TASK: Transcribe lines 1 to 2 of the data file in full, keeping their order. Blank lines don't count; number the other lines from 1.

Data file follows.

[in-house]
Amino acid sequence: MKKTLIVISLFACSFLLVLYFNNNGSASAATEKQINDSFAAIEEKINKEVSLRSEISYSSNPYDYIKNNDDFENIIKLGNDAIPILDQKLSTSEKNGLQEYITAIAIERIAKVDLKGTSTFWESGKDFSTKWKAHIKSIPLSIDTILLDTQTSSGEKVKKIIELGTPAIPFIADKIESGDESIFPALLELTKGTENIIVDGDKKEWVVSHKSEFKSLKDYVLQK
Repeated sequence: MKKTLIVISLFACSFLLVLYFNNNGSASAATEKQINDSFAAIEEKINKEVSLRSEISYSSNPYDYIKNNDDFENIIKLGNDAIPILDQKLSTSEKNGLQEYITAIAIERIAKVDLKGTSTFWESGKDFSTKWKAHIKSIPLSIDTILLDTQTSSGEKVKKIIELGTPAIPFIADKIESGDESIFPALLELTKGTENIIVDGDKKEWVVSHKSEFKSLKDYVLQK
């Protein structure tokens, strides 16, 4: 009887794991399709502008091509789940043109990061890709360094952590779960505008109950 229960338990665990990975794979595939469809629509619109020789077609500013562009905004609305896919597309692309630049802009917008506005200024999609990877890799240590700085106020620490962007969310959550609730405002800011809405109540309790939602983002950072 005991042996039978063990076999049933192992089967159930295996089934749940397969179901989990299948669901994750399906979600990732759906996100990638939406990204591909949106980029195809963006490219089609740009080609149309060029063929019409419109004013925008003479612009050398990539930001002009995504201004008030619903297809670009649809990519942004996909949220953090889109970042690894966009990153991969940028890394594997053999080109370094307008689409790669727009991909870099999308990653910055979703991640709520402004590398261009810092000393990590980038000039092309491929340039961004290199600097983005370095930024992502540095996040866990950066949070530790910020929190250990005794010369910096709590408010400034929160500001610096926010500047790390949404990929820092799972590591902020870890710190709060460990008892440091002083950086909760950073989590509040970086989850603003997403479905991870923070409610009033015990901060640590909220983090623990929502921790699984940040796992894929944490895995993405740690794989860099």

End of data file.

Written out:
[in-house]
Amino acid sequence: MKKTLIVISLFACSFLLVLYFNNNGSASAATEKQINDSFAAIEEKINKEVSLRSEISYSSNPYDYIKNNDDFENIIKLGNDAIPILDQKLSTSEKNGLQEYITAIAIERIAKVDLKGTSTFWESGKDFSTKWKAHIKSIPLSIDTILLDTQTSSGEKVKKIIELGTPAIPFIADKIESGDESIFPALLELTKGTENIIVDGDKKEWVVSHKSEFKSLKDYVLQK